Oct 26, 2018
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Can you give a little bit more, I have g62, dissassembled on my desk at the moment, normally i just heat it up and it works after. but if you have a solution i'm all ears. I have all the screws and the dvd drive removed from the laptop and the keyboard and power switch just plugged in and still no load.
 

GuccizBud

Estimable
Mar 1, 2014
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[ . . . ] How did you heat it up?

Here's some info on the whole "heat it up" thing.

Your motherboard contains lots of little solder points, and sometimes, after a length of time, little fractures can form in those solder points. Some people will say this happens when a manufacturer uses cheap solder, and I've heard it said that's the case with hp® . . . regardless, any solder which is cracked is a source of potential performance instability, because it's like introducing an on/off switch set to "off" at that point in the circuit. The idea behind heating up the board, then, is to get it warm enough for the solder to start getting soft, to start flowing a little, so that any solder fractures disappear, and so that once the heat is removed and the board cools down again, every solder point becomes one contiguous unit again.

This can be done professionally, in which case it's called a "motherboard reflow"⁠ ⁠— you can try Googling it, and there's a Wikipedia article about it⁠ ⁠— but as I said it's a professional job, it is done by hand, and you really have to know what you're doing.

But what an amateur can do is try his luck by simply heating up the whole board as a unit to see if that will do the trick. There are 3 ways this can be done, and 2 of them involve stripping the laptop down to the bare motherboard. If you do that, then the board can be heated up using either a heat gun, or an oven. You can look up both⁠ ⁠— how to do a mobo reflow using a heat gun, or using your kitchen oven.

The third way, which doesn't require taking the laptop apart, simply makes use of a towel. Turn your laptop over and locate the cooling vents . . . these are just parallel slots cut into the plastic chassis on the underside (and sometimes including the side) of the laptop. You want to block those vents using a thick towel, then turn the laptop on, and leave it like that for about 1⁠ ⁠hour. During that hour, the heat generated inside the casing (which is considerable) will be unable to escape because you blocked the exit . . . this will cause the temperature inside to increase enough over an hour's time to cause the solder to soften up, hopefully enough to fix the problem.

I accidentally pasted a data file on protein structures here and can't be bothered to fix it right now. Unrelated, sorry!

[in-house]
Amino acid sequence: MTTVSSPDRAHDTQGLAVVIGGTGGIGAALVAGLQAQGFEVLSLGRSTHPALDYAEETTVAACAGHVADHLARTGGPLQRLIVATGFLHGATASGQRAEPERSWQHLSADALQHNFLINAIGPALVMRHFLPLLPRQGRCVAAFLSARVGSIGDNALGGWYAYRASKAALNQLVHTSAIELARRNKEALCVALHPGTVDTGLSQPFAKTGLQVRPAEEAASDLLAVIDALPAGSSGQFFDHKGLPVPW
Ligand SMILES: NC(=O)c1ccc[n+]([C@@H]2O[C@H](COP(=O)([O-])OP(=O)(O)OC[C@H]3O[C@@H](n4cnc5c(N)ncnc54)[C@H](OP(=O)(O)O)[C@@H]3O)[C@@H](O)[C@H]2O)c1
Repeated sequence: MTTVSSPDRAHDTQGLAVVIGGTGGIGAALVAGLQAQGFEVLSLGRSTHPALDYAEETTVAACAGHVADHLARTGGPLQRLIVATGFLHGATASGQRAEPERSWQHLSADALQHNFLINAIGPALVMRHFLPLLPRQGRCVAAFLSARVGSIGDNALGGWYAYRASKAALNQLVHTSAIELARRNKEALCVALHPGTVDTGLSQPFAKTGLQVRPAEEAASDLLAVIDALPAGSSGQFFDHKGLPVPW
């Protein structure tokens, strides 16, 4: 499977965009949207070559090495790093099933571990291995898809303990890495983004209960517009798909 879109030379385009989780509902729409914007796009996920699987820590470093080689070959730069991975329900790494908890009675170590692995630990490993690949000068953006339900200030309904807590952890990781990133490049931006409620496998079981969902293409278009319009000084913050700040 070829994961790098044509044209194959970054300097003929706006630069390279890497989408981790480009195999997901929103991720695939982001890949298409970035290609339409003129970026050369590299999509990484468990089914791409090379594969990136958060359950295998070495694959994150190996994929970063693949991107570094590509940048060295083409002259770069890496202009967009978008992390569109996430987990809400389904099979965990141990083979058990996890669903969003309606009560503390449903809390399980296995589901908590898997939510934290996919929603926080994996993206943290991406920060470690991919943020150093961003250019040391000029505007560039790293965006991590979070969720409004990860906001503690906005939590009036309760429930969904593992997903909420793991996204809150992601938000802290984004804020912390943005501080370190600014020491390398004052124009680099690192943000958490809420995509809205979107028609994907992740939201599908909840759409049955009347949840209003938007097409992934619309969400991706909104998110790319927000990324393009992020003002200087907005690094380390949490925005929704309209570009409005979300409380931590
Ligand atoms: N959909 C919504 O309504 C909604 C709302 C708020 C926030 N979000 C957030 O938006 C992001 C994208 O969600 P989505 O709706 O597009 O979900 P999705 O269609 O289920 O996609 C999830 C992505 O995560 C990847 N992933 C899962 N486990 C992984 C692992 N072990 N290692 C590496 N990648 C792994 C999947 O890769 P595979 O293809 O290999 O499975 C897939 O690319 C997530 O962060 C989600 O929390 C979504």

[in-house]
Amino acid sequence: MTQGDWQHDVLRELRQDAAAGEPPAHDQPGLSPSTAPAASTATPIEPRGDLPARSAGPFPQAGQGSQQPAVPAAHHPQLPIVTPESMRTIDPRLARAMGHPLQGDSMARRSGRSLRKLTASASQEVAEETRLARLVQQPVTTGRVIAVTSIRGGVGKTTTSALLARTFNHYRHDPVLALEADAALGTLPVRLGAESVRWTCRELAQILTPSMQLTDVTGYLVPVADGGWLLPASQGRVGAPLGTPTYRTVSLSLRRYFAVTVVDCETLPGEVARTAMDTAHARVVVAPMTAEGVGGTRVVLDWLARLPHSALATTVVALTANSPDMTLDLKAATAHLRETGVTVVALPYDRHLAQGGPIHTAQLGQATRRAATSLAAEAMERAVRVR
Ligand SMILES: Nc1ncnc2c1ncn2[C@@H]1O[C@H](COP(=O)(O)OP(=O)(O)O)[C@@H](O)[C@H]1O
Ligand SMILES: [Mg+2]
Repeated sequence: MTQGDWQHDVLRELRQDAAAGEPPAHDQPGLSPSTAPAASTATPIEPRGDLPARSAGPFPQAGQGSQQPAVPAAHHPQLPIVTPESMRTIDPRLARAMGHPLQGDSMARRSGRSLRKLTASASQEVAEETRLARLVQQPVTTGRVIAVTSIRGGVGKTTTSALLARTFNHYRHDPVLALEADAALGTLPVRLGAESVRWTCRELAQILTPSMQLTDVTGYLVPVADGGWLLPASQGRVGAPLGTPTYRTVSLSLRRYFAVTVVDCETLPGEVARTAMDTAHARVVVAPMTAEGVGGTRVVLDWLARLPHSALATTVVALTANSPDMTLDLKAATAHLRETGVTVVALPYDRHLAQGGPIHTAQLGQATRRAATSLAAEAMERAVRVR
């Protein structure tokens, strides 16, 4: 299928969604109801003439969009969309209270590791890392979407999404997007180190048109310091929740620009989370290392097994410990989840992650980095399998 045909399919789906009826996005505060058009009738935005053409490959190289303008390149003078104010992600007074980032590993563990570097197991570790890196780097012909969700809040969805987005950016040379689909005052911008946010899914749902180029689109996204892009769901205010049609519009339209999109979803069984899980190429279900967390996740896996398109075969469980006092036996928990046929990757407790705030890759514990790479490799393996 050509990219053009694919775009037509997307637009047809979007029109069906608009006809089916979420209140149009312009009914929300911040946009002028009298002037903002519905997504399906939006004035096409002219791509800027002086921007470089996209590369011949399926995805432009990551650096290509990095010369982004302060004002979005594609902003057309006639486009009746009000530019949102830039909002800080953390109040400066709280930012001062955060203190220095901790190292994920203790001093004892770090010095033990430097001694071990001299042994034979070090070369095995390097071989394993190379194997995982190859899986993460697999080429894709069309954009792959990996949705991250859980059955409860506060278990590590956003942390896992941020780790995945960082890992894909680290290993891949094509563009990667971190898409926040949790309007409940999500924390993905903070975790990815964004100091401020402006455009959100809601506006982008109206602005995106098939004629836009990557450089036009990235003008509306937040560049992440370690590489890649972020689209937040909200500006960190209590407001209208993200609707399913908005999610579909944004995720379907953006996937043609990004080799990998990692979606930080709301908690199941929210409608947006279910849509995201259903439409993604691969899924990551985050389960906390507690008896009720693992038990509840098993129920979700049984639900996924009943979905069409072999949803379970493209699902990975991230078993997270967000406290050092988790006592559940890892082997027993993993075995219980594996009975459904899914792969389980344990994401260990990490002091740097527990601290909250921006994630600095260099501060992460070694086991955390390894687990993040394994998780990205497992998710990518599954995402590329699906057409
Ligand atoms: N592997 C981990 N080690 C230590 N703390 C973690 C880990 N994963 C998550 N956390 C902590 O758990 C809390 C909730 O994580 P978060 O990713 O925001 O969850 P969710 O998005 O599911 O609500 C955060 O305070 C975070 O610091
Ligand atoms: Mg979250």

Tip⁠ ⁠᎓  if you do the towel method, when the hour is up, remove the towel and try turning the laptop on immediately⁠ ⁠— don't wait for it to cool down. You want to do that because, if it does turn on, and then some time later it doesn't anymore, this is a pretty convincing indicator that the problem is indeed most likely the solder points, because it means you softened them up enough to temporarily reestablish a complete circuit, but not enough for it to stay that way after it cools down again. If in such a case you had waited for it to cool down before trying it, you wouldn't have had any indication that what you did helped at all.

In such a case you would then have the option of either getting it professionally done or trying to apply more heat, perhaps with an oven . . . but remember that the more heat you apply, the greater the odds of you doing more harm than good.

Read as much as you can before attempting anything, there's lots of info on all of this. There's also the thread below in this very forum⁠ ⁠᎓